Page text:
Acute infantile liver failure due to mutations in the TRMU gene.
      L-TRMU-52Yes6NAc.815G>A; p.Gly272Aspc.815G>A; p.Gly272Asp24NANANoNoxZeharia et al
      • Zeharia A.
      • Shaag A.
      • Pappo O.
      • et al.
      Acute infantile liver failure due to mutations in the TRMU gene.
      L-TRMU-53
      Loss of function variant.
      NoMOF1NAc.835G>A; p.Val279Metc.500-510del; p.Ala167GlufsTer362x1NoNoxZeharia et al
      • Zeharia A.
      • Shaag A.
      • Pappo O.
      • et al.
      Acute infantile liver failure due to mutations in the TRMU gene.
      L-TRMU-54
      Loss of function variant.
      NoMOF30.1NAc.2T>A; p.?c.2T>A; p.?3xNANoNoxZeharia et al
      • Zeharia A.
      • Shaag A.
      • Pappo O.
      • et al.
      Acute infantile liver failure due to mutations in the TRMU gene.
      L-TRMU-55
      Loss of function variant.
      NoMOF40.1NAc.2T>A; p.?c.2T>A; p.?4x1NoNoxZeharia et al
      • Zeharia A.
      • Shaag A.
      • Pappo O.
      • et al.
      Acute infantile liver failure due to mutations in the TRMU gene.
      L-TRMU-56
      Loss of function variant.
      Yes5NAc.835G>A; p.Val279Metc.1102-3C>G, p?48x0NoNoxxBulbar involvmentUusimaa et al
      • Uusimaa J.
      • Jungbluth H.
      • Fratter C.
      • et al.
      Reversible infantile respiratory chain deficiency is a unique, genetically heterogenous mitochondrial disease.
      L-TRMU-57
      Loss of function variant.
      NoRC0.10.1pmc.34_35dup; p.Gly13ProfsTer13c244T>G; p.Phe82Val0.1x1NoNoxxxQin et al
      • Qin Z.
      • Yang Q.
      • Yi S.
      • Huang L.
      • Shen Y.
      • Luo J.
      Whole-exome sequencing identified novel compound heterozygous variants in a Chinese neonate with liver failure and review of literature.
      L-TRMU-58
      Loss of function variant.
      NoHF633c.162_163del; p.Cys54Terc.680G>C; p.Arg227Thr6x1NoNoxxxDeceasedxEncephalopathySala-Coromina et al
      • Sala-Coromina J.
      • Miguel L.D.
      • de Las Heras J.
      • et al.
      Leigh syndrome associated with TRMU gene mutations.
      L-TRMU-59
      Loss of function variant.
      NoHF10.11c.2T>A; p.?c.491del; p.Leu164ProfsTer221x1NoNoxxxDeceasedxEncephalopathySala-Coromina et al
      • Sala-Coromina J.
      • Miguel L.D.
      • de Las Heras J.
      • et al.
      Leigh syndrome associated with TRMU gene mutations.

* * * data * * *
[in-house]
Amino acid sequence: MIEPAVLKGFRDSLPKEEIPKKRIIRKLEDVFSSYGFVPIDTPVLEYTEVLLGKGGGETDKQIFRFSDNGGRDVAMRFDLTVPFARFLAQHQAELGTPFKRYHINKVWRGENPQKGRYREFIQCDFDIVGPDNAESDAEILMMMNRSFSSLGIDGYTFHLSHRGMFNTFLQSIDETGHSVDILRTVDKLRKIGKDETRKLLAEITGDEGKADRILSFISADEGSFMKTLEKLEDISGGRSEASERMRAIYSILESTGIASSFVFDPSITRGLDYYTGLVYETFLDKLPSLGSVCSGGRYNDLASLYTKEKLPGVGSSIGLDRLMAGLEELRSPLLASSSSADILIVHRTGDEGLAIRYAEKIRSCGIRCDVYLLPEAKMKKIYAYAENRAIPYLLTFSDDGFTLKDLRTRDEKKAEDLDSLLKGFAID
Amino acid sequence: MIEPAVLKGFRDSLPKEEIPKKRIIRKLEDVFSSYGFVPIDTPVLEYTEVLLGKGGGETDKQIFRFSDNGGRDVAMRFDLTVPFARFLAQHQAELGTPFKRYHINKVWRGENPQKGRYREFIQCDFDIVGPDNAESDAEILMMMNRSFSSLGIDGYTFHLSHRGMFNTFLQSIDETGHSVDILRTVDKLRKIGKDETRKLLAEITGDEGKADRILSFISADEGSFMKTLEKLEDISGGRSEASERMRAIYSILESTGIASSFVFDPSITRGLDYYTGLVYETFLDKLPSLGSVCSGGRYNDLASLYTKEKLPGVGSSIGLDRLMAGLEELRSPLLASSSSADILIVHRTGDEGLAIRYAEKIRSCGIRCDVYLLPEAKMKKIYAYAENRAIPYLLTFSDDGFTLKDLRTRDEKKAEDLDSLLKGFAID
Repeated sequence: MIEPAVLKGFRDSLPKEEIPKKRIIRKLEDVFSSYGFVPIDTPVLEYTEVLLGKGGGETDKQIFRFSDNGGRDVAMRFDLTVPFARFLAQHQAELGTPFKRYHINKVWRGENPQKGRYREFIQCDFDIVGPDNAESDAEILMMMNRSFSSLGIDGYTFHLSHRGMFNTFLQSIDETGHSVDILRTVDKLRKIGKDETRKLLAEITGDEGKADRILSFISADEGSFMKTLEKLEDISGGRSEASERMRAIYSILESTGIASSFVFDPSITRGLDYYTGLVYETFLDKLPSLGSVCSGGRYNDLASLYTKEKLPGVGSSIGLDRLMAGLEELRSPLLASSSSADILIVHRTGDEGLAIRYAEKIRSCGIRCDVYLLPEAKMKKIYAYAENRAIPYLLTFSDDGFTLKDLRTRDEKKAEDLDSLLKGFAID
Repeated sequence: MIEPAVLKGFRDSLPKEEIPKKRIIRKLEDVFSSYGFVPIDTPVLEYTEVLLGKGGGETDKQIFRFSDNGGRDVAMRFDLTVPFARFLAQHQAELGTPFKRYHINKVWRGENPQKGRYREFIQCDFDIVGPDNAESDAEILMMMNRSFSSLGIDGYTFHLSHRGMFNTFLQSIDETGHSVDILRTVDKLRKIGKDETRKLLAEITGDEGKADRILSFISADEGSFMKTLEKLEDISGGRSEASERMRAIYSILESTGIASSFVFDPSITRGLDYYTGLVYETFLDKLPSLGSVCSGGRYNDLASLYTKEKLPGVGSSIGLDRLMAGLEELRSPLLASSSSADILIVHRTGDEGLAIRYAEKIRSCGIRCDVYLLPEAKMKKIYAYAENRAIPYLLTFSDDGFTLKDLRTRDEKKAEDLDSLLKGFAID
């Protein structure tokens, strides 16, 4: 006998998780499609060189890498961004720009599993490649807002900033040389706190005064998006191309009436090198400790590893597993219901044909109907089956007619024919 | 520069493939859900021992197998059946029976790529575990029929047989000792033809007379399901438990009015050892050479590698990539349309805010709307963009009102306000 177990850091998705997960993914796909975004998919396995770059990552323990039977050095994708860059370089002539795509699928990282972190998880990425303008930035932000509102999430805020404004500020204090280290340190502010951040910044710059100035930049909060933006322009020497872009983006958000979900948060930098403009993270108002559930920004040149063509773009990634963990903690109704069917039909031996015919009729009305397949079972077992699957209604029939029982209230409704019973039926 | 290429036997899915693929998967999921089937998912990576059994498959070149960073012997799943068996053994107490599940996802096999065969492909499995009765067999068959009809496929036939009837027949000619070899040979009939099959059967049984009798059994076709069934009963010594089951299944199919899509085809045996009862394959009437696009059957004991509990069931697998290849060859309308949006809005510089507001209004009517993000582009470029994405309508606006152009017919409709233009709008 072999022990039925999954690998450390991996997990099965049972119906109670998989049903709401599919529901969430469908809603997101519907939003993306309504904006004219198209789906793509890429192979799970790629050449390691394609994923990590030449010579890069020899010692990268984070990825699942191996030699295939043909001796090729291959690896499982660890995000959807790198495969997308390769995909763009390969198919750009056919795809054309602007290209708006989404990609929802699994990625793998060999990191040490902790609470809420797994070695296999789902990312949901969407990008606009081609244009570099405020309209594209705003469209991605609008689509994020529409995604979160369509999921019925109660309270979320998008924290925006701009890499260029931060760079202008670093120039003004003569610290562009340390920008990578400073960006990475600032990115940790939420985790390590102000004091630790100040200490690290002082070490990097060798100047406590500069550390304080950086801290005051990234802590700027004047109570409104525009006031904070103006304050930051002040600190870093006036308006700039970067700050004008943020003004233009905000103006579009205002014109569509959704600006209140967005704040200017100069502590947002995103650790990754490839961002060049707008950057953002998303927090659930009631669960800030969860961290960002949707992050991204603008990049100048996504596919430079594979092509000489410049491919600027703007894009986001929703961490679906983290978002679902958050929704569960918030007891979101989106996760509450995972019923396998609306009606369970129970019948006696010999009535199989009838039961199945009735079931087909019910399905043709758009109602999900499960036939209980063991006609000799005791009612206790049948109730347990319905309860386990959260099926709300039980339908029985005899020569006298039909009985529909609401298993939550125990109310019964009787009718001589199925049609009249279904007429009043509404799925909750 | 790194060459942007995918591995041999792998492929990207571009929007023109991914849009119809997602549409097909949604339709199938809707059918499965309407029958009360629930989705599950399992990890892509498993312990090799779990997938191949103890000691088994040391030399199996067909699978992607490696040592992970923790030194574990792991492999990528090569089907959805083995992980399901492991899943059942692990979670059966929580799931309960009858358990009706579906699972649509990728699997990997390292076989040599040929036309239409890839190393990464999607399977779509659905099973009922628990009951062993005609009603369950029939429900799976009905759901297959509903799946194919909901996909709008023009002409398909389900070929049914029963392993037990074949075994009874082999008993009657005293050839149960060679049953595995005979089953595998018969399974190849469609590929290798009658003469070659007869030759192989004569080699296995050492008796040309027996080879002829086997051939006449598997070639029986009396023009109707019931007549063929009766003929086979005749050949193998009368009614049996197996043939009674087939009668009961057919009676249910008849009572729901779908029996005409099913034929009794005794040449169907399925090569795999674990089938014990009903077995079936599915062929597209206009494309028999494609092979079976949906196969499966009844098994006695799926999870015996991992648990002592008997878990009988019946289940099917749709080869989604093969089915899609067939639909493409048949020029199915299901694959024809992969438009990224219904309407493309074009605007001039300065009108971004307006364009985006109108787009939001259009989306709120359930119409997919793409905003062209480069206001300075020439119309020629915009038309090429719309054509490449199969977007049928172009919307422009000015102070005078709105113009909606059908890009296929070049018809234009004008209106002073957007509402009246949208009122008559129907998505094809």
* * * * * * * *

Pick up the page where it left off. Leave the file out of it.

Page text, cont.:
L-TRMU-60Yes39c.304A>c; p.Asn102Aspc.835G>A; p.Val279Met60x1NoNoxxxYesxIchtyosisIndolfi et al
      • Indolfi G.
      • Iascone M.
      • Remaschi G.
      • et al.
      A child with ichthyosis and liver failure.
      L-TRMU-61Yes4NAc.229T>C; p.Tyr77Hisc.229T>C; p.Tyr77HisNAx1NoNoxAnemia, hypothyroidism, microcephalyGil-Margolis et al
      • Gil-Margolis M.
      • Mozer-Glassberg Y.
      • Tobar A.
      • Ashkenazi S.
      • Zeharia A.
      • Marom D.
      [TRMU mutations – reversible infantile liver failure or multisystem disorder?].
      L-TRMU-62Yes5NAc.229T>C; p.Tyr77Hisc.229T>C; p.Tyr77HisNAx1NoNoxAnemia, hypothyroidism, microcephalyGil-Margolis et al
      • Gil-Margolis M.
      • Mozer-Glassberg Y.
      • Tobar A.
      • Ashkenazi S.
      • Zeharia A.
      • Marom D.
      [TRMU mutations – reversible infantile liver failure or multisystem disorder?].
      Unpublished individuals are presented in bold. L-TRMU nomenclature reflects cases with only published data available. X marks the presence of a phenotypic feature.
      AA, ascorbic acid; ALF, acute liver failure; cDNA, complementary DNA; HF, hepatic failure; L-cys, L-cysteine; LTX, liver transplantation; MOF, multiorgan failure; NA, not available; NAC, N-acetylcysteine; pm, post mortem; RC, respiratory and circulatory failure; Sel, selenium.
      a Loss of function variant.
      b Transcript annotation NM_001282782.
      Of note, we did not include 1 previously published individual with compound heterozygosity for variants c.697C>T, p.(Leu233Phe) and c.28G>T, p.(Ala10Ser) (benign, found 1230 times in homozygous state in Genome Aggregation Database).
      • Zeharia A.
      • Shaag A.
      • Pappo O.
      • et al.
      Acute infantile liver failure due to mutations in the TRMU gene.
      Data pertaining to respiratory chain enzyme activities, serum amino acid levels, organic acid profiles, and further laboratory findings are documented in Supplemental Table 1.

      Genetics

      A total of 48 different variants were identified, of these, 18 have not been reported previously (Table 1, Figure 1A). In 2 siblings (TRMU-12 and TRMU-13), a deletion encompassing more than 1 exon in phase with a recognized missense TRMU variant was detected.
      Figure thumbnail gr1
      Figure 1Genetics and clinical findings. A. All TRMU variants reported in this study are indicated by black lines above the corresponding amino acid position. TRMU protein domains and regions of important protein function are highlighted. B. Density plot of the frequency of TRMU variants reported in this study with respect to the affected protein domains. C. In silico pathogenicity prediction of all potential TRMU missense variants using REVEL score. D. LoF variants (red) influence survival probability of individuals with TRMU deficiency as compared with Kaplan-Meier estimate. E. Most prevalent clinical symptoms of the study cohort using Human Phenotype Ontology terminology. These include the following presentations: liver failure, cholestasis, and jaundice (abnormality of the liver); lactic acidosis; failure to thrive (abnormality of body weight), vomiting and diarrhea (abdominal symptom); motor delay, neurodevelopmental delay, and encephalopathy (abnormality of the nervous system); hypotonia (muscular hypotonia); and growth retardation (growth abnormality). ATP, adenosine triphosphate; LoF, loss of function; REVEL, rare exome variant ensemble learner; tRNA, transfer RNA.